The iLink Procedure

Left untreated, 1 in 5 patients with progressive keratoconus may require a corneal transplant. More than half of these patients could need multiple transplants within 20 years. 1, 2
[Pramanik] [Maharana]

Image of open eye.

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Clinical study data

In clinical studies, cross-linking–treated eyes showed increasing improvement in Kmax from month 3 through month 12, while in untreated, sham eyes, Kmax demonstrated steepening.3

[Photrexa package insert 2016/p9/fig1]

Change From Baseline (Kmax)—Progressive Keratoconus Patients*3

[Photrexa package insert 2016/p9/fig1]

Clinical study data chart.

*Post-baseline missing data were imputed using last available Kmax value. For the sham study eyes that received cross-linking treatment after baseline, the last Kmax measurement recorded prior to receiving cross-linking treatment was used in the analysis for later time points. In Study 3, 4 patients in the cross-linking group had missing baseline Kmax value and were excluded from the analysis.


References
1. Pramanik S, Musch DC, Sutphin JE, Farjo AA. Extended long-term outcomes of penetrating keratoplasty for keratoconus. Ophthalmology. 2006;113(9):1633-1638.
2. Maharana PK, Agarwal K, Jhanji V, Vajpayee RB. Deep anterior lamellar keratoplasty for keratoconus: a review. Eye Contact Lens. 2014;40(6):382-389.
3. Photrexa [package insert]. Waltham, MA: Glaukos, Inc. 2016.

Using Photrexa® Viscous (riboflavin 5’-phosphate in 20% dextran ophthalmic solution), Photrexa® (riboflavin 5’-phosphate ophthalmic solution), and the KXL® System, the iLink™ corneal cross-linking procedure from Glaukos is the only FDA-approved therapeutic treatment for patients with progressive keratoconus and corneal ectasia following refractive surgery.*1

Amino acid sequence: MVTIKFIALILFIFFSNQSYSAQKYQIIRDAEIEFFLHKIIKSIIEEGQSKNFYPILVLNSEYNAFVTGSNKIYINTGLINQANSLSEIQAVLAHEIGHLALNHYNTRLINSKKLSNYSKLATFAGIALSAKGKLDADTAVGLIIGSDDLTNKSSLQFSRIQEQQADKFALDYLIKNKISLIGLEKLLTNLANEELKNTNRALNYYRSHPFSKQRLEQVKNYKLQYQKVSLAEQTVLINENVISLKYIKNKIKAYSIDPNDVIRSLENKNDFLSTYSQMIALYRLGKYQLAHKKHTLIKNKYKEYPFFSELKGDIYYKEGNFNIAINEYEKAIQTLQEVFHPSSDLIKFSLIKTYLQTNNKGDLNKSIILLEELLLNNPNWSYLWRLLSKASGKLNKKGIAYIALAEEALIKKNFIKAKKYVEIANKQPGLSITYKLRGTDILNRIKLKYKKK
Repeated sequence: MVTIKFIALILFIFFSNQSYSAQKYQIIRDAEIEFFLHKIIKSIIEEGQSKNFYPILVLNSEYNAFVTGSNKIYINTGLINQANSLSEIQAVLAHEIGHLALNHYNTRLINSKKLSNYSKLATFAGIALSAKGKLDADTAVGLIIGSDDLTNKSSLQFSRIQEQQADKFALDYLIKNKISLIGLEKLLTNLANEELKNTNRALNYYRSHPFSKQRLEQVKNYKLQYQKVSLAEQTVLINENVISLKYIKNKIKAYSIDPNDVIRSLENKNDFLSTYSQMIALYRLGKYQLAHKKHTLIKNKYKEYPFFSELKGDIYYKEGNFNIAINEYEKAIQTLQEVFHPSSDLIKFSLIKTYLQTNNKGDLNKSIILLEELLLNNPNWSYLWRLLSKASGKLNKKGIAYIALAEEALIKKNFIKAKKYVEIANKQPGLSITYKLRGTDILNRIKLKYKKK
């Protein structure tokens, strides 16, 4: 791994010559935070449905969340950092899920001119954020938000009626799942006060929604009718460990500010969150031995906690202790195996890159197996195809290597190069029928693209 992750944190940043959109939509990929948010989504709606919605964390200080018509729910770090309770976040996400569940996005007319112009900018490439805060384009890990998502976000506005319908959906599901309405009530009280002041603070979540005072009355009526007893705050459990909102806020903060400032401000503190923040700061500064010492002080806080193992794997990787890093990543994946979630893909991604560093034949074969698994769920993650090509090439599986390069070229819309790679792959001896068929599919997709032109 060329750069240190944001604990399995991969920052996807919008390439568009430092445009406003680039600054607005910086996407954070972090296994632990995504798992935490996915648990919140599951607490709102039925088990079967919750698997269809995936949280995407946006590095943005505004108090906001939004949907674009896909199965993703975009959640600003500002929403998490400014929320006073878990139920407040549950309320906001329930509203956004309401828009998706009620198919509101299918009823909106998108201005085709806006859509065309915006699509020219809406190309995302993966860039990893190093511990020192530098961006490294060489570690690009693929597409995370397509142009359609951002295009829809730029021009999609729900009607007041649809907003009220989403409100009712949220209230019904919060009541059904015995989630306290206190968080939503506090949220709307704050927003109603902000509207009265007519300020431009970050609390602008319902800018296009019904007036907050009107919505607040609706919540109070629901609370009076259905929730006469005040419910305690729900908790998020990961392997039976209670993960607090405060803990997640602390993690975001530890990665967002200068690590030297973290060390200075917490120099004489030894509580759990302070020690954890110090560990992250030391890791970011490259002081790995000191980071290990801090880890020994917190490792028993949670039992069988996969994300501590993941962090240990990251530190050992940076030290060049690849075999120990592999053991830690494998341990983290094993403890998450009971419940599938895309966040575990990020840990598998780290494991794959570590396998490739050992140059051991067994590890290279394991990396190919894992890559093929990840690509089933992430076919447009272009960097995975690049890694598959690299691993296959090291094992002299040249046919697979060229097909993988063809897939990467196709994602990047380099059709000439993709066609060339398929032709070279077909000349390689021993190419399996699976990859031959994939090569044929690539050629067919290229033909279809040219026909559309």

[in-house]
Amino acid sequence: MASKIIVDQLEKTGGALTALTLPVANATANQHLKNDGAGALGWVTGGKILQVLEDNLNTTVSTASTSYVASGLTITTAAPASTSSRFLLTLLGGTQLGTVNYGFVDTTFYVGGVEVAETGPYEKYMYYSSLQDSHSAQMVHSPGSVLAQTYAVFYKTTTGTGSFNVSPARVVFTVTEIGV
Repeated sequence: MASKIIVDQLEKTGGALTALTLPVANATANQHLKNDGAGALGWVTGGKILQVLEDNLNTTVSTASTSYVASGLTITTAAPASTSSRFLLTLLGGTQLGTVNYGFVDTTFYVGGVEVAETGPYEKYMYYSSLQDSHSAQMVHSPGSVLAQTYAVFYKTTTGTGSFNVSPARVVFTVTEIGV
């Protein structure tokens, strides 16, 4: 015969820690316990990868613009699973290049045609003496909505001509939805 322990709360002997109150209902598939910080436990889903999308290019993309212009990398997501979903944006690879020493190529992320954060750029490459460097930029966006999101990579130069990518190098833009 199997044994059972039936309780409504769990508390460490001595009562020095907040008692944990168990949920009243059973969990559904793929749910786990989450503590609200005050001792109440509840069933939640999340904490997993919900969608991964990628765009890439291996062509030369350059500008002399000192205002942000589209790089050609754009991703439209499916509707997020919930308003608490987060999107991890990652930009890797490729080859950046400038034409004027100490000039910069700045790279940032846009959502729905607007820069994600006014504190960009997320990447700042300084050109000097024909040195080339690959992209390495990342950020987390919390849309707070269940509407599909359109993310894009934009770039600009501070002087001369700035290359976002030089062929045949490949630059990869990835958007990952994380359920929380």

[Photrexa IFU/p1/col1/para3/lines1-4]

Indications

Photrexa® Viscous (riboflavin 5’-phosphate in 20% dextran ophthalmic solution) and Photrexa® (riboflavin 5’-phosphate ophthalmic solution) are indicated for use with the KXL System in corneal collagen cross-linking for the treatment of progressive keratoconus and corneal ectasia following refractive surgery.

Important Safety Information

Corneal collagen cross-linking should not be performed on pregnant women.

Ulcerative keratitis can occur. Patients should be monitored for resolution of epethelial defects. The most common ocular adverse reaction was corneal opacity (haze). Other ocular side effects include punctate keratitis, corneal striae, dry eye, corneal epithelium defect, eye pain, light sensitivity, reduced visual acuity, and blurred vision.

These are not all the side effects of the corneal collagen cross-linking treatment. For more information, go www.livingwithkeratoconus.com to obtain the FDA-approved product labeling.

You are encouraged to report all side effects to the FDA. Visit www.fda.gov/medwatch, or call 1-800-FDA-1088.

*Photrexa® Viscous and Photrexa® are manufactured for Avedro. The KXL® System is manufactured by Avedro. Avedro is a wholly owned subsidiary of Glaukos Corporation.

Reference

1. Photrexa [package insert]. Waltham, MA: Glaukos, Inc. 2016